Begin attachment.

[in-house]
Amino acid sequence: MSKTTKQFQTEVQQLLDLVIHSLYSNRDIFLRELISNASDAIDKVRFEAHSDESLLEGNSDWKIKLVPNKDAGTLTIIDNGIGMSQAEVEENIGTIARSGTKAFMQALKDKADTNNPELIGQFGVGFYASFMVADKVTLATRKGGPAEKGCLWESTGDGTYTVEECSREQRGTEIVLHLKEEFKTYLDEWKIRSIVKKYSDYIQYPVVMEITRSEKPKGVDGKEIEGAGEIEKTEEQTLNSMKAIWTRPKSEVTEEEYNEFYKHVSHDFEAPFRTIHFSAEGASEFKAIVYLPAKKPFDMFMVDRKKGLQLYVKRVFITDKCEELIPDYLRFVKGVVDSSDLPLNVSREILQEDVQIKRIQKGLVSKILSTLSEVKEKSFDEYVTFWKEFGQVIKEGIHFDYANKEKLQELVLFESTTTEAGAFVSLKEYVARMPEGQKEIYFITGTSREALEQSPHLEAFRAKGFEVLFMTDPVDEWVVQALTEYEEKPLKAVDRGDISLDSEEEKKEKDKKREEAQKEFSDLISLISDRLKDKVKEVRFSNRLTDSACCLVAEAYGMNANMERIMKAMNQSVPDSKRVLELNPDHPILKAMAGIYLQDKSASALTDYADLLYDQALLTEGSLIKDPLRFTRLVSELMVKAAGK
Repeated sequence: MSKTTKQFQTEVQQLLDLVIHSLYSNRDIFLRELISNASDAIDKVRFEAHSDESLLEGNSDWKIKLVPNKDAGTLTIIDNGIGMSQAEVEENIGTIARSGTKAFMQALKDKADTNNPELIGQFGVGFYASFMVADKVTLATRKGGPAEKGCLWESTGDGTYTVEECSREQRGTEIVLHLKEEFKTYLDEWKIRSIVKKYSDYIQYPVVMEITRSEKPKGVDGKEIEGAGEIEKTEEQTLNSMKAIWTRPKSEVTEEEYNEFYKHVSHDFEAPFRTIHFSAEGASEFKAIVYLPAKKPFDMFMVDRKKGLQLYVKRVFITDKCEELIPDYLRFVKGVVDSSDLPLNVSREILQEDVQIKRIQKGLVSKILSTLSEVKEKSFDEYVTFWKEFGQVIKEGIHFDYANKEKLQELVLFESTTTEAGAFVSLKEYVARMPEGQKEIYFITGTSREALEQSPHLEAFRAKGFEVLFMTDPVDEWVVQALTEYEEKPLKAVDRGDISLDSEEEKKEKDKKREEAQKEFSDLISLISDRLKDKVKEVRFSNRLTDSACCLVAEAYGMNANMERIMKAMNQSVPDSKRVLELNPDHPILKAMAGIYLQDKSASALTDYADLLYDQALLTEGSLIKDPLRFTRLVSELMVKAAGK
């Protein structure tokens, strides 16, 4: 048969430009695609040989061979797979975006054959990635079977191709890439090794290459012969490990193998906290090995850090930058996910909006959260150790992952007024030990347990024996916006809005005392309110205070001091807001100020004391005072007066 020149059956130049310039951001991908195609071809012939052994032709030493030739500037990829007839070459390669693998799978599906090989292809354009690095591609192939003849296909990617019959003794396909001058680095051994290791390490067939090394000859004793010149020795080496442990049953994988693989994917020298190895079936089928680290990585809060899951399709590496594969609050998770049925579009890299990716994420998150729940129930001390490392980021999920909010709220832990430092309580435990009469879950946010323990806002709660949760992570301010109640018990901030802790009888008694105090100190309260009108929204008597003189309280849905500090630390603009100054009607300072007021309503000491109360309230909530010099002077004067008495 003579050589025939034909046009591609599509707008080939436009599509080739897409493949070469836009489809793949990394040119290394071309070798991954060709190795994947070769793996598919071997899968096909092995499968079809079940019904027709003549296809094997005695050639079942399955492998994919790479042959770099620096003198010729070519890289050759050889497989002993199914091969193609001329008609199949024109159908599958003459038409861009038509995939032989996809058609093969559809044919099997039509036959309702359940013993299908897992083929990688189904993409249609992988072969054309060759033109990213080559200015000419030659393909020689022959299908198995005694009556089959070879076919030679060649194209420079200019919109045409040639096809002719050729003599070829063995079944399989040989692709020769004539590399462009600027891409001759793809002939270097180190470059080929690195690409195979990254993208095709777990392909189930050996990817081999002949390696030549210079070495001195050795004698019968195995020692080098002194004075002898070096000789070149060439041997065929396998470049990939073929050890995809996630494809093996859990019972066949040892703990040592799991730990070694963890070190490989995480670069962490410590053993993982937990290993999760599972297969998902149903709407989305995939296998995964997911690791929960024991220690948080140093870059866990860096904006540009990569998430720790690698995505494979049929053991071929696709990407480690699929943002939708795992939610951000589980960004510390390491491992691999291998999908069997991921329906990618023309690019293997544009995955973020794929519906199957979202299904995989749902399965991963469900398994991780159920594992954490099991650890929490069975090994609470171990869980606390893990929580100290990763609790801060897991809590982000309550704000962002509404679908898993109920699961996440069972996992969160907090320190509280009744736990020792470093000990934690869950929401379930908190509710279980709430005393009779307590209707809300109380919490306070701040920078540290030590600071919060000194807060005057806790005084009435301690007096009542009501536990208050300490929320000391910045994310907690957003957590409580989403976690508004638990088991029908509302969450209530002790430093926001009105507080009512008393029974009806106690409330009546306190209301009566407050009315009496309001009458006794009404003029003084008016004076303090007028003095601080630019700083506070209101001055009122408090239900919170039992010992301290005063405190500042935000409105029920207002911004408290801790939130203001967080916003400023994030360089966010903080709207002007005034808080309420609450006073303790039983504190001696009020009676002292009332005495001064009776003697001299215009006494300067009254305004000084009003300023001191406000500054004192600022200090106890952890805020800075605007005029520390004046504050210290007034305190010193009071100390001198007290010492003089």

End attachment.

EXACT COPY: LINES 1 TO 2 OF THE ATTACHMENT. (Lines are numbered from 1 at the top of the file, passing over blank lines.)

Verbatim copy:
[in-house]
Amino acid sequence: MSKTTKQFQTEVQQLLDLVIHSLYSNRDIFLRELISNASDAIDKVRFEAHSDESLLEGNSDWKIKLVPNKDAGTLTIIDNGIGMSQAEVEENIGTIARSGTKAFMQALKDKADTNNPELIGQFGVGFYASFMVADKVTLATRKGGPAEKGCLWESTGDGTYTVEECSREQRGTEIVLHLKEEFKTYLDEWKIRSIVKKYSDYIQYPVVMEITRSEKPKGVDGKEIEGAGEIEKTEEQTLNSMKAIWTRPKSEVTEEEYNEFYKHVSHDFEAPFRTIHFSAEGASEFKAIVYLPAKKPFDMFMVDRKKGLQLYVKRVFITDKCEELIPDYLRFVKGVVDSSDLPLNVSREILQEDVQIKRIQKGLVSKILSTLSEVKEKSFDEYVTFWKEFGQVIKEGIHFDYANKEKLQELVLFESTTTEAGAFVSLKEYVARMPEGQKEIYFITGTSREALEQSPHLEAFRAKGFEVLFMTDPVDEWVVQALTEYEEKPLKAVDRGDISLDSEEEKKEKDKKREEAQKEFSDLISLISDRLKDKVKEVRFSNRLTDSACCLVAEAYGMNANMERIMKAMNQSVPDSKRVLELNPDHPILKAMAGIYLQDKSASALTDYADLLYDQALLTEGSLIKDPLRFTRLVSELMVKAAGK